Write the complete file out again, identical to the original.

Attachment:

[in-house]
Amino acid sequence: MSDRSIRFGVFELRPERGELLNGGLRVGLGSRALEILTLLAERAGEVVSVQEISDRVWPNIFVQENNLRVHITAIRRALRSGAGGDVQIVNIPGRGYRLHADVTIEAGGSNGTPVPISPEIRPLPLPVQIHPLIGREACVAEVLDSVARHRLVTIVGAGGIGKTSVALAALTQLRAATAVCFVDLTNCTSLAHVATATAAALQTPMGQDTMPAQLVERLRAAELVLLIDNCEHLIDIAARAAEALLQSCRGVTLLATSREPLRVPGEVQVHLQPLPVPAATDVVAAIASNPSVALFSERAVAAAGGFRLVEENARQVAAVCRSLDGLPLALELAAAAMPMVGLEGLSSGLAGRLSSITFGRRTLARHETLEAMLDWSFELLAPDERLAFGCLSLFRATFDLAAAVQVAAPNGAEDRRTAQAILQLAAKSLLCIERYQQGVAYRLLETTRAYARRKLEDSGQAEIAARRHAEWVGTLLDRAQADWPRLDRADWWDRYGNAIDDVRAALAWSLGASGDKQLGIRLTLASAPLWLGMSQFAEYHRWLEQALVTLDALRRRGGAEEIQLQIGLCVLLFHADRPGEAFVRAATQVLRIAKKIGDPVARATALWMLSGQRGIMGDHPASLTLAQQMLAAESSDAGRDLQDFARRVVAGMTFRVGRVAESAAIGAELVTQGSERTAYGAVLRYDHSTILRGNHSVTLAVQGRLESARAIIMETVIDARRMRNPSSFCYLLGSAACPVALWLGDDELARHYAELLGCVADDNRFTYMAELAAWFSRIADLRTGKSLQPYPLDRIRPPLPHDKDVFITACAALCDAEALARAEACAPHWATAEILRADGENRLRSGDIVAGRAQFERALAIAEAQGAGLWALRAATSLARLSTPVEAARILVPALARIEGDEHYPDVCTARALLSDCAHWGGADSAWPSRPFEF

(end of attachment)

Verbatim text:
[in-house]
Amino acid sequence: MSDRSIRFGVFELRPERGELLNGGLRVGLGSRALEILTLLAERAGEVVSVQEISDRVWPNIFVQENNLRVHITAIRRALRSGAGGDVQIVNIPGRGYRLHADVTIEAGGSNGTPVPISPEIRPLPLPVQIHPLIGREACVAEVLDSVARHRLVTIVGAGGIGKTSVALAALTQLRAATAVCFVDLTNCTSLAHVATATAAALQTPMGQDTMPAQLVERLRAAELVLLIDNCEHLIDIAARAAEALLQSCRGVTLLATSREPLRVPGEVQVHLQPLPVPAATDVVAAIASNPSVALFSERAVAAAGGFRLVEENARQVAAVCRSLDGLPLALELAAAAMPMVGLEGLSSGLAGRLSSITFGRRTLARHETLEAMLDWSFELLAPDERLAFGCLSLFRATFDLAAAVQVAAPNGAEDRRTAQAILQLAAKSLLCIERYQQGVAYRLLETTRAYARRKLEDSGQAEIAARRHAEWVGTLLDRAQADWPRLDRADWWDRYGNAIDDVRAALAWSLGASGDKQLGIRLTLASAPLWLGMSQFAEYHRWLEQALVTLDALRRRGGAEEIQLQIGLCVLLFHADRPGEAFVRAATQVLRIAKKIGDPVARATALWMLSGQRGIMGDHPASLTLAQQMLAAESSDAGRDLQDFARRVVAGMTFRVGRVAESAAIGAELVTQGSERTAYGAVLRYDHSTILRGNHSVTLAVQGRLESARAIIMETVIDARRMRNPSSFCYLLGSAACPVALWLGDDELARHYAELLGCVADDNRFTYMAELAAWFSRIADLRTGKSLQPYPLDRIRPPLPHDKDVFITACAALCDAEALARAEACAPHWATAEILRADGENRLRSGDIVAGRAQFERALAIAEAQGAGLWALRAATSLARLSTPVEAARILVPALARIEGDEHYPDVCTARALLSDCAHWGGADSAWPSRPFEF